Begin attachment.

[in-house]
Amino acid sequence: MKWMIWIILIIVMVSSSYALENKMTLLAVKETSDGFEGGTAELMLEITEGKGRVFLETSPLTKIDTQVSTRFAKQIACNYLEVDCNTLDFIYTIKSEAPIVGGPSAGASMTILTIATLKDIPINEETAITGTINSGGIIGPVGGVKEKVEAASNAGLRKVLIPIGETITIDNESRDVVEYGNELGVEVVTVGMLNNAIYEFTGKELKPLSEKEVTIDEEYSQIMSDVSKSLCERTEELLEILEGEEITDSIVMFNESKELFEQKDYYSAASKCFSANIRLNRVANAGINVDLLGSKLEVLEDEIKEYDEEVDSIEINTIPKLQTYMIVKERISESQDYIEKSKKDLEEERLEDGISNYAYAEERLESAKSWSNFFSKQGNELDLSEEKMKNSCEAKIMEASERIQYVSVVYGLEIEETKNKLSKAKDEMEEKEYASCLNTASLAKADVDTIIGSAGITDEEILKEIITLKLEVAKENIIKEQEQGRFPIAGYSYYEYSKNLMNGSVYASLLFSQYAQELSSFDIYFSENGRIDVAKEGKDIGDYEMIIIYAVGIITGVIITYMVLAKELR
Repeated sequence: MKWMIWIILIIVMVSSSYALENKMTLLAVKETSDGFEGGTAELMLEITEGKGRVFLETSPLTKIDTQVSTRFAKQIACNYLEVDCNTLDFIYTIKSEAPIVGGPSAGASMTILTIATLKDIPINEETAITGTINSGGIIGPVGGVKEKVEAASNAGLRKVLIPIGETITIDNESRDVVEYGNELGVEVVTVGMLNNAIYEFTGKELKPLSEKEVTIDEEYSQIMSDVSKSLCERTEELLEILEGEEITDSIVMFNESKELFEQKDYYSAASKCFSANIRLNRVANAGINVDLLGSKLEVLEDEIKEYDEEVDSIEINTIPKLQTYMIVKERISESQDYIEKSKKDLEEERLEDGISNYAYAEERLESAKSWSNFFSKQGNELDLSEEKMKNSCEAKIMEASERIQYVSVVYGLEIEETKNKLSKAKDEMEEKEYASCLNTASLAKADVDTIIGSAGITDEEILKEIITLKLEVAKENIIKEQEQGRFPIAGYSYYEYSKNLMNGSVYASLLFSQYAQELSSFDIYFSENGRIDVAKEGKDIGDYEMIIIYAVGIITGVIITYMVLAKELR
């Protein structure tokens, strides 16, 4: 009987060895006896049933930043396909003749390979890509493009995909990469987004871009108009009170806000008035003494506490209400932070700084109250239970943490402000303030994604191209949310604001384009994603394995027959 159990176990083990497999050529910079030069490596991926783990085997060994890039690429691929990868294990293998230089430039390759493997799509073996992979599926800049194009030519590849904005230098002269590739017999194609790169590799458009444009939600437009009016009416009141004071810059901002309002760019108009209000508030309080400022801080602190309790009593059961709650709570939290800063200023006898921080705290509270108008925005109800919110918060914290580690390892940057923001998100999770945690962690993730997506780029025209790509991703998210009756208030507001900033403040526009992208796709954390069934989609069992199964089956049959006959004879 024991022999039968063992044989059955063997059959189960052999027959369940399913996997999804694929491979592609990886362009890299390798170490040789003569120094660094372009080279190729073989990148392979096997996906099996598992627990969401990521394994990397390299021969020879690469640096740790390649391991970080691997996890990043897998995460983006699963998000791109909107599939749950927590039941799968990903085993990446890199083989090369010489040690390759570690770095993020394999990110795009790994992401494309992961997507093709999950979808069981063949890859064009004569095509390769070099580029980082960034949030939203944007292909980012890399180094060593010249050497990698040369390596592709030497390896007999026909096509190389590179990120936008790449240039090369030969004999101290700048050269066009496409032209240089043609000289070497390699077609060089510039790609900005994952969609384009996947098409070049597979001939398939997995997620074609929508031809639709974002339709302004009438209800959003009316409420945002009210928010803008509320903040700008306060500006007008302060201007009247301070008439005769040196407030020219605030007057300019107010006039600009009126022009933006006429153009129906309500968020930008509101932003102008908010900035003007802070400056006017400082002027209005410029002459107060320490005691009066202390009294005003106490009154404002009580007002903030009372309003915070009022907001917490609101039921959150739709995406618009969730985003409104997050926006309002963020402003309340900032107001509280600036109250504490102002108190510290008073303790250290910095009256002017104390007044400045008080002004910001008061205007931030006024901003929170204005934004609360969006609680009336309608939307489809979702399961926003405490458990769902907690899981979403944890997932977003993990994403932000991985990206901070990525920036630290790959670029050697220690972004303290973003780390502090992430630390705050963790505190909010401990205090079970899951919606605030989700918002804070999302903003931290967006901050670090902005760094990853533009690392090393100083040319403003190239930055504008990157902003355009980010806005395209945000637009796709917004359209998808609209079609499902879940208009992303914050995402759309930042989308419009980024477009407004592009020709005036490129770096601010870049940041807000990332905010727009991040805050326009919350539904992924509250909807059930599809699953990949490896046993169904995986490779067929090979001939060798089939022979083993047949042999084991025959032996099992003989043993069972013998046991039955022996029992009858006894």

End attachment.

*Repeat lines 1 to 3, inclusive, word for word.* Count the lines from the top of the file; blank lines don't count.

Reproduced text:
[in-house]
Amino acid sequence: MKWMIWIILIIVMVSSSYALENKMTLLAVKETSDGFEGGTAELMLEITEGKGRVFLETSPLTKIDTQVSTRFAKQIACNYLEVDCNTLDFIYTIKSEAPIVGGPSAGASMTILTIATLKDIPINEETAITGTINSGGIIGPVGGVKEKVEAASNAGLRKVLIPIGETITIDNESRDVVEYGNELGVEVVTVGMLNNAIYEFTGKELKPLSEKEVTIDEEYSQIMSDVSKSLCERTEELLEILEGEEITDSIVMFNESKELFEQKDYYSAASKCFSANIRLNRVANAGINVDLLGSKLEVLEDEIKEYDEEVDSIEINTIPKLQTYMIVKERISESQDYIEKSKKDLEEERLEDGISNYAYAEERLESAKSWSNFFSKQGNELDLSEEKMKNSCEAKIMEASERIQYVSVVYGLEIEETKNKLSKAKDEMEEKEYASCLNTASLAKADVDTIIGSAGITDEEILKEIITLKLEVAKENIIKEQEQGRFPIAGYSYYEYSKNLMNGSVYASLLFSQYAQELSSFDIYFSENGRIDVAKEGKDIGDYEMIIIYAVGIITGVIITYMVLAKELR
Repeated sequence: MKWMIWIILIIVMVSSSYALENKMTLLAVKETSDGFEGGTAELMLEITEGKGRVFLETSPLTKIDTQVSTRFAKQIACNYLEVDCNTLDFIYTIKSEAPIVGGPSAGASMTILTIATLKDIPINEETAITGTINSGGIIGPVGGVKEKVEAASNAGLRKVLIPIGETITIDNESRDVVEYGNELGVEVVTVGMLNNAIYEFTGKELKPLSEKEVTIDEEYSQIMSDVSKSLCERTEELLEILEGEEITDSIVMFNESKELFEQKDYYSAASKCFSANIRLNRVANAGINVDLLGSKLEVLEDEIKEYDEEVDSIEINTIPKLQTYMIVKERISESQDYIEKSKKDLEEERLEDGISNYAYAEERLESAKSWSNFFSKQGNELDLSEEKMKNSCEAKIMEASERIQYVSVVYGLEIEETKNKLSKAKDEMEEKEYASCLNTASLAKADVDTIIGSAGITDEEILKEIITLKLEVAKENIIKEQEQGRFPIAGYSYYEYSKNLMNGSVYASLLFSQYAQELSSFDIYFSENGRIDVAKEGKDIGDYEMIIIYAVGIITGVIITYMVLAKELR